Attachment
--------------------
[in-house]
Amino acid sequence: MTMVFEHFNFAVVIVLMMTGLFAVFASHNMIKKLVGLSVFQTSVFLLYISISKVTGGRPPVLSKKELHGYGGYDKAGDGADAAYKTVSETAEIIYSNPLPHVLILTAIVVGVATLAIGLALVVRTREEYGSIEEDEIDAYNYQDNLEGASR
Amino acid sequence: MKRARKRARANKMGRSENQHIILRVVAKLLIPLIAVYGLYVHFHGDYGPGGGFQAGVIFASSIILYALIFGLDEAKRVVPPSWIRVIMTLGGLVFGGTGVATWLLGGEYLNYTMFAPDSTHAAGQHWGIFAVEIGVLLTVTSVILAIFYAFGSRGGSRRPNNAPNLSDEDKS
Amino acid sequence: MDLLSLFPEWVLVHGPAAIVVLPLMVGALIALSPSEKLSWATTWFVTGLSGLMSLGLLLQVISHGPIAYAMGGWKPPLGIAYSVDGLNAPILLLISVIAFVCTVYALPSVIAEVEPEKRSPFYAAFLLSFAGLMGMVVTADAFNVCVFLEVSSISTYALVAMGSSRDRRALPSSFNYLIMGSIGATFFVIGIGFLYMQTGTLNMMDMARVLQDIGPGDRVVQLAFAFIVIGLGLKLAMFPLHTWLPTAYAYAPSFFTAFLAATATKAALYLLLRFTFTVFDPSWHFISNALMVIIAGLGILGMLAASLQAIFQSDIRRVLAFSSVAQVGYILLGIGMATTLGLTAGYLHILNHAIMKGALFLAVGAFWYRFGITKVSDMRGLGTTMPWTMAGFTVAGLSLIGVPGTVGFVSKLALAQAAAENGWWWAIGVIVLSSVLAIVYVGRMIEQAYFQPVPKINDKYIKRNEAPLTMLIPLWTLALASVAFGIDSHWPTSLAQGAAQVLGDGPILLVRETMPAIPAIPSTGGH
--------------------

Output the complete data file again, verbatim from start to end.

[in-house]
Amino acid sequence: MTMVFEHFNFAVVIVLMMTGLFAVFASHNMIKKLVGLSVFQTSVFLLYISISKVTGGRPPVLSKKELHGYGGYDKAGDGADAAYKTVSETAEIIYSNPLPHVLILTAIVVGVATLAIGLALVVRTREEYGSIEEDEIDAYNYQDNLEGASR
Amino acid sequence: MKRARKRARANKMGRSENQHIILRVVAKLLIPLIAVYGLYVHFHGDYGPGGGFQAGVIFASSIILYALIFGLDEAKRVVPPSWIRVIMTLGGLVFGGTGVATWLLGGEYLNYTMFAPDSTHAAGQHWGIFAVEIGVLLTVTSVILAIFYAFGSRGGSRRPNNAPNLSDEDKS
Amino acid sequence: MDLLSLFPEWVLVHGPAAIVVLPLMVGALIALSPSEKLSWATTWFVTGLSGLMSLGLLLQVISHGPIAYAMGGWKPPLGIAYSVDGLNAPILLLISVIAFVCTVYALPSVIAEVEPEKRSPFYAAFLLSFAGLMGMVVTADAFNVCVFLEVSSISTYALVAMGSSRDRRALPSSFNYLIMGSIGATFFVIGIGFLYMQTGTLNMMDMARVLQDIGPGDRVVQLAFAFIVIGLGLKLAMFPLHTWLPTAYAYAPSFFTAFLAATATKAALYLLLRFTFTVFDPSWHFISNALMVIIAGLGILGMLAASLQAIFQSDIRRVLAFSSVAQVGYILLGIGMATTLGLTAGYLHILNHAIMKGALFLAVGAFWYRFGITKVSDMRGLGTTMPWTMAGFTVAGLSLIGVPGTVGFVSKLALAQAAAENGWWWAIGVIVLSSVLAIVYVGRMIEQAYFQPVPKINDKYIKRNEAPLTMLIPLWTLALASVAFGIDSHWPTSLAQGAAQVLGDGPILLVRETMPAIPAIPSTGGH